PA Auditor General calls Wolf Admin’s waiver process for business shutdowns ‘flawed’, inconsistent

Pennsylvania

HARRISBURG, Pa. (WHTM) — Pennsylvania Auditor General Timothy L. Defoor released an audit Tuesday, criticizing the Wolf Administration’s waiver process for businesses that wished to remain open early in the COVID-19 pandemic.

The report called the administration’s process “flawed,” adding it provided inconsistent answers to business owners causing confusion.

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“While the pandemic certainly presented some unique challenges, the process was hastily assembled on the fly, unevenly administered, and should be reformed before anything like it is ever used again.”

Back in March of 2020, Governor Wolf ordered Pennsylvania businesses that were not categorized as “life-sustaining” to close in an attempt to slow the spread of COVID-19. Under the waiver program, businesses could apply for a waiver from the Department of Community and Economic Development (DCED) to stay open.

But according to Defoor, a number of business owners and legislators complained that the waiver process lacked transparency and provided inconsistent or changing answers. The Auditor-General himself now calls the process flawed, non-transparent and unevenly administered. “I think it verifies what a lot of us already knew that it was a complete cluster, the entire process, and it was completely unfair to our local businesses,” State Representative Brad Roae said (R-Crawford, Erie) said.

More than 42,000 applied for waivers. About seven thousand were granted. But a third of them were unnecessary showing the confusion in the business community. The auditor general doesn’t know how many closed for good, but certainly, some did. “A lot of people were forced to watch their dreams die, to watch their life’s work get washed away for nothing and that cannot be allowed to stand,” President of the Pa. Manufacturer’s Association, David Taylor said.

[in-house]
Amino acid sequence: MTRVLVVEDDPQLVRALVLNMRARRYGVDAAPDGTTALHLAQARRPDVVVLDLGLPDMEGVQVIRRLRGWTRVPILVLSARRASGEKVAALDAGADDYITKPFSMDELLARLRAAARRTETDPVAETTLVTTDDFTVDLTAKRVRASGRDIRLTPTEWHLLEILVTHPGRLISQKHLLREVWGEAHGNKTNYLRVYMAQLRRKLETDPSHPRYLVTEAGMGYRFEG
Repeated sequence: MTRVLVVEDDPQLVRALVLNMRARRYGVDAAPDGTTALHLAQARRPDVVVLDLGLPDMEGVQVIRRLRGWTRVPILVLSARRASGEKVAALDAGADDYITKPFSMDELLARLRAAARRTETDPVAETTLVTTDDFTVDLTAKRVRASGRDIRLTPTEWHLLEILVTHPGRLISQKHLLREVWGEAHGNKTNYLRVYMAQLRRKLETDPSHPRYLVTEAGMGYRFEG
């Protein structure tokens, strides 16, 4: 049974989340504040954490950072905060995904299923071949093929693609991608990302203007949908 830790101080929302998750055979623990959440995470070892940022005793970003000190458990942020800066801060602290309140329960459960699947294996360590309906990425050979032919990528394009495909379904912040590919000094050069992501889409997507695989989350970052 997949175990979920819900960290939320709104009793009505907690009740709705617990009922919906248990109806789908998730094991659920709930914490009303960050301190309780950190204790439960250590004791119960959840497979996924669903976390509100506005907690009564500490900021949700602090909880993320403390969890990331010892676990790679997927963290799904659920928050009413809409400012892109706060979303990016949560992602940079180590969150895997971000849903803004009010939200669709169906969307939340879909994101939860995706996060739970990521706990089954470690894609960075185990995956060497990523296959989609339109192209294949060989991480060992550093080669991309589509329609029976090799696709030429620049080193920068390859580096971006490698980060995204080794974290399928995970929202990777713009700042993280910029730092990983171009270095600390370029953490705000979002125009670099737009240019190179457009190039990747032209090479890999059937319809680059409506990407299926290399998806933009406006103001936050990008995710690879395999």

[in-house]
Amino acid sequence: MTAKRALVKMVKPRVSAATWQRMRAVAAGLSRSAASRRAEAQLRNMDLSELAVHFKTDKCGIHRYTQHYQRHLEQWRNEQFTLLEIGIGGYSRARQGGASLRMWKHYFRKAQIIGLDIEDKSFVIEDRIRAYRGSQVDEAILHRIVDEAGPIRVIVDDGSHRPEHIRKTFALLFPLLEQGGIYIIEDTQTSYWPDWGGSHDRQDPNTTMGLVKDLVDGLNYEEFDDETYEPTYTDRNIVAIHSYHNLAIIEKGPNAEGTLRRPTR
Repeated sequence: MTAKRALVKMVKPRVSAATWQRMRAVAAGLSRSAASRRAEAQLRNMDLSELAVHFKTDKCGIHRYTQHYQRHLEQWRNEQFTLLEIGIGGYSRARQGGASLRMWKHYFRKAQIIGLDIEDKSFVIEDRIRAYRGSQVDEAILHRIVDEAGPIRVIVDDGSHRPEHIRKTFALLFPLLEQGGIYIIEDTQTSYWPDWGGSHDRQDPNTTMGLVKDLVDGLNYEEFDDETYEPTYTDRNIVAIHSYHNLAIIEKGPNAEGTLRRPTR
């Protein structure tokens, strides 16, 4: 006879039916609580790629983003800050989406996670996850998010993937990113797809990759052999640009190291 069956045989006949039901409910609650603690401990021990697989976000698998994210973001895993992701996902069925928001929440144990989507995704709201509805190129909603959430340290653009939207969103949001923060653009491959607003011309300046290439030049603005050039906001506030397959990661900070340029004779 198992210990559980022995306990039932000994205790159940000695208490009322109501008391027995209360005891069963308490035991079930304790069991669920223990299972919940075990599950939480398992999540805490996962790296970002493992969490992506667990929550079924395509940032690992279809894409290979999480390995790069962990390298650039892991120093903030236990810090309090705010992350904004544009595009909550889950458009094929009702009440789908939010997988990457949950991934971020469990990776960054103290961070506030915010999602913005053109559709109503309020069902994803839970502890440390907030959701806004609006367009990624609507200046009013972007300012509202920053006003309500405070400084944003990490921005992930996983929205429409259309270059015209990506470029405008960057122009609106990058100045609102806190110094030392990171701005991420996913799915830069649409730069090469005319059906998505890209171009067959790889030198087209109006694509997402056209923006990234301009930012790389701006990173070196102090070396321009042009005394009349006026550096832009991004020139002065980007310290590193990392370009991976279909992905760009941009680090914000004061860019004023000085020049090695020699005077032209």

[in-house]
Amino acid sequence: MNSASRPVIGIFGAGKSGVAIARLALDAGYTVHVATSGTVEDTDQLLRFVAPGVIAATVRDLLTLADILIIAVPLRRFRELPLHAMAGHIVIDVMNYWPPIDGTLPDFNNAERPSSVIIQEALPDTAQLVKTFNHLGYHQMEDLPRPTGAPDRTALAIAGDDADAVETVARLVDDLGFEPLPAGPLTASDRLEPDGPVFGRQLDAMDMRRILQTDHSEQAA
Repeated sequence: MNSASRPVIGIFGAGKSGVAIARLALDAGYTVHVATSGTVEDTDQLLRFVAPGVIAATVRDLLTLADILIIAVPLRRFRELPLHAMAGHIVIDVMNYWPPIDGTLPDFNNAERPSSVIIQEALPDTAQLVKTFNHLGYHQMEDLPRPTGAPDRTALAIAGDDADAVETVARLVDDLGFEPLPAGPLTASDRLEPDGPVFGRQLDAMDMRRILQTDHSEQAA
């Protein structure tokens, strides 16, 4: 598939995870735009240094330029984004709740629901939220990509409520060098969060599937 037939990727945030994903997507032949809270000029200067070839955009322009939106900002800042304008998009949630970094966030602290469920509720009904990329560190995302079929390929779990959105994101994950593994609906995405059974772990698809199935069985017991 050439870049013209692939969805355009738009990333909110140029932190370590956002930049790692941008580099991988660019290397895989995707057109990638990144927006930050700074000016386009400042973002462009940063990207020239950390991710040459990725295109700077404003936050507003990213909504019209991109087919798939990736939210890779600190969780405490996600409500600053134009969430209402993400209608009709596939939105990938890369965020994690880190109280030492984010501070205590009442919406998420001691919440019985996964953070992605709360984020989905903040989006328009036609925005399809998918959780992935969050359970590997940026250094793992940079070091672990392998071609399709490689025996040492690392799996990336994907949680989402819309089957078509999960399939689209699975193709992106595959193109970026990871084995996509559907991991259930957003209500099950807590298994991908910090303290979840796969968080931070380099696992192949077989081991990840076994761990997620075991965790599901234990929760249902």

DeFoor says the administration’s definition of a “life-sustaining” business was changed at least nine times and a “frequently asked questions” document intended to guide businesses, was revised 14 times, ultimately contributing to the confusion.

Another major finding in the report states, “questionable decisions by DCED for certain waiver requests potentially resulted in detrimental effects for businesses and an unnecessarily increased risk to public health.”

It’s unclear what recourse harmed businesses may have and unclear who was deciding what businesses could stay open. DeFoor said the department acted in good faith but added, “For business entities that would use, let’s say a lobbyist or contact a legislator, they got quicker answers to their questions,” Auditor General Tim DeFoor said.

In a statement, DCED said employees worked around the clock to implement a new program during an unprecedented pandemic. Adding “It cannot be overstated how much this team of reviewers redefined what it means to be public servants.”

That’s one take. Here’s the auditor general’s. “This process should be reformed before anything like this is ever used again,” DeFoor said.

It’s important to note that the Wolf Administration chose to create its own waiver process even though the feds had their own standards for what’s essential and what’s not. Most states followed those guidelines.

In response to its findings, the PA Department of the Auditor General says the Governor’s Office should reevaluate its process for determining life-sustaining and non-life-sustaining industry groups, attempt to limit the number of changes made to the operating guidance, and have all decisions reviewed and approved by a second reviewer prior to responses being issued.

To read the full report, click here.

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